There are dinosaurs in my garden. They watch me warily with beady eyes as they hunt for food. Suddenly, a larger dinosaur appears and the smaller ones scatter in a frenzy of activity; it bites some food which dangles helplessly from its mouth.
Luckily for me, these dinosaurs are not about to break through the window and feast on my flesh. That is because they are about the same size as a crow, because the one I’m looking at is, in fact, crow.
You may have heard that birds evolved from dinosaurs. Well, according to scientific nomenclature, that means that birds actually are dinosaurs. The following evolutionary tree from The Loom illustrates why:
The only groups that it makes (evolutionary) sense to give a name to are mono-phylectic: all descendents from a particular organism. For example, all dinosaurs have a common ancestor, which is the far left of the figure. If you look at the bottom of the figure, you’ll see that birds share this common ancestor, and therefore are dinosaurs.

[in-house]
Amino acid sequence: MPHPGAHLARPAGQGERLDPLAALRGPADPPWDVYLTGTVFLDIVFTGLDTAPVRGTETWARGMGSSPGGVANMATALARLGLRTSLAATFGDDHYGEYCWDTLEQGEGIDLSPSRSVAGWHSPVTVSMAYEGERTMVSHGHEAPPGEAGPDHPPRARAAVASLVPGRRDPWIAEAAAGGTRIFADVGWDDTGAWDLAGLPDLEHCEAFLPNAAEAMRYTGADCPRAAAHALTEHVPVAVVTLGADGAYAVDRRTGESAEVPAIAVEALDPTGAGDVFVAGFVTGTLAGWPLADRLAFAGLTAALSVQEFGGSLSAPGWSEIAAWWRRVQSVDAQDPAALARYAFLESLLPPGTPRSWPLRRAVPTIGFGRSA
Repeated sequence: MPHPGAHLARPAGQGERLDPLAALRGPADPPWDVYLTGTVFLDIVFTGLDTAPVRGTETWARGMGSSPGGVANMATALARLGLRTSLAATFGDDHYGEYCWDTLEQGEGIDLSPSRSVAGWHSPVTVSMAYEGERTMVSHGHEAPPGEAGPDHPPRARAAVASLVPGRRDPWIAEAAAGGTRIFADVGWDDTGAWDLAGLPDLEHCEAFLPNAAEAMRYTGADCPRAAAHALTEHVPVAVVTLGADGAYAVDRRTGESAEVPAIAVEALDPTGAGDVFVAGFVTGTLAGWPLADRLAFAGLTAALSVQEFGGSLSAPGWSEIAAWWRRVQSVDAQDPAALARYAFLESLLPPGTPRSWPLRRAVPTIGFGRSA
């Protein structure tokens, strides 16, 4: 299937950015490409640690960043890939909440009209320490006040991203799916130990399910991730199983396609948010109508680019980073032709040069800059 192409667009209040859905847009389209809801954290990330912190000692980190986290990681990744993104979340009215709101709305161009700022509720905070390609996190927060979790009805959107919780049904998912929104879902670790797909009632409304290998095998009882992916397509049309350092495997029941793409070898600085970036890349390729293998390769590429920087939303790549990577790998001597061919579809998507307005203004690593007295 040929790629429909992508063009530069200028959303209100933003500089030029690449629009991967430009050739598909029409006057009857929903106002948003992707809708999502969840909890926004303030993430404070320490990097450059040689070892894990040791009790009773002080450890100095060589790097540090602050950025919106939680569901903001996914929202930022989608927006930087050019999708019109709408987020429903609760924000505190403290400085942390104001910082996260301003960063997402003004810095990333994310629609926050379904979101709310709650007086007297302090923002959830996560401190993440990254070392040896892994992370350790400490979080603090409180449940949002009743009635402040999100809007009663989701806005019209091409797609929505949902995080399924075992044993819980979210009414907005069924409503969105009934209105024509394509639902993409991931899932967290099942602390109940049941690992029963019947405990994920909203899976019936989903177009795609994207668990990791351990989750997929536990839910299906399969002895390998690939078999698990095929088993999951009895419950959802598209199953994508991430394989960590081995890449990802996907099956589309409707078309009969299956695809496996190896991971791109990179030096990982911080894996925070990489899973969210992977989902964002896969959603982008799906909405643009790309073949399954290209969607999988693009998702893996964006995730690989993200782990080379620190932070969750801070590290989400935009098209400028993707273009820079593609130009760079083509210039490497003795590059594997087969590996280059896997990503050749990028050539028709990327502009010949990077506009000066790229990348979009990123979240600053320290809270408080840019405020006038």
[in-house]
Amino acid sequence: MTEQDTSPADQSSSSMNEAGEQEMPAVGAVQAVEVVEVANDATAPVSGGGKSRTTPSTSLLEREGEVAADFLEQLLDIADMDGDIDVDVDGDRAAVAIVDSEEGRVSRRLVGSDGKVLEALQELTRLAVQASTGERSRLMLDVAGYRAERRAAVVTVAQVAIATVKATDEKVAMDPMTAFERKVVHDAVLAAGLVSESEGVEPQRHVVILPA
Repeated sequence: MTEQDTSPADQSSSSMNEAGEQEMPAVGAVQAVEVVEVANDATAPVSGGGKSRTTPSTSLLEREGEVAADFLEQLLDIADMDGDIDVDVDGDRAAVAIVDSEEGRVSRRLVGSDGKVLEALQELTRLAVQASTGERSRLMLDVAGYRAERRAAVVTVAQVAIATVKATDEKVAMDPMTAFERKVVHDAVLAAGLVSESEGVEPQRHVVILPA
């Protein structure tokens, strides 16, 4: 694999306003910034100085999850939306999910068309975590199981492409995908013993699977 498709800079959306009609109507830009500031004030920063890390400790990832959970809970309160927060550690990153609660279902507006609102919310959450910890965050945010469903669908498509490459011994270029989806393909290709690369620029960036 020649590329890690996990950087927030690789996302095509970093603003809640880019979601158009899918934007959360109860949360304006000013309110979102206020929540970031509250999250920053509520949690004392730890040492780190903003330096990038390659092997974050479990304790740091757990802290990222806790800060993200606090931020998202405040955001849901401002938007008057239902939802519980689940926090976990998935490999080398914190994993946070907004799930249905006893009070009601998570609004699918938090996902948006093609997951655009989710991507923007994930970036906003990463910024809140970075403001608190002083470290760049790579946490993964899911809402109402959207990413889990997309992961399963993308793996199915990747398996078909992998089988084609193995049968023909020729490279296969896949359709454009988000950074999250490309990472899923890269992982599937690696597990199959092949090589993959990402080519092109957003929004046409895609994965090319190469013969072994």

The confusion arises because dinosaurs were discovered before we understood their evolutionary relationship to living organisms. So we called all of the extinct creatures we found fossilised in rocks by the one name, dinosaur (“terrible lizard”). Once we discovered that birds were direct descendents from dinosaurs, we were already using the name to mean only the scary lizard type dinosaurs, rather than the winged feathered friends we feed seed to. So now, the correct term for a “dinosaur” is “non-avian dinosaur” (i.e. all the dinosaurs except the birds).
Similarly, birds are descended from reptiles, so they technically are reptiles. Again, in everyday language it is useful to talk about all reptiles except the birds. However, turtles turn out to be less related to crocodiles than birds are, for example, so they all have to be technically called reptiles. (Birds, crocodiles and the extinct dinosaurs are all called archosauria together).
Of course, birds changed a lot since the time of the dinosaurs, so they are really very different. All this just goes to show that technical language is always going to be at odds with everyday language, even though the technical words (technically speaking…) hold more real information.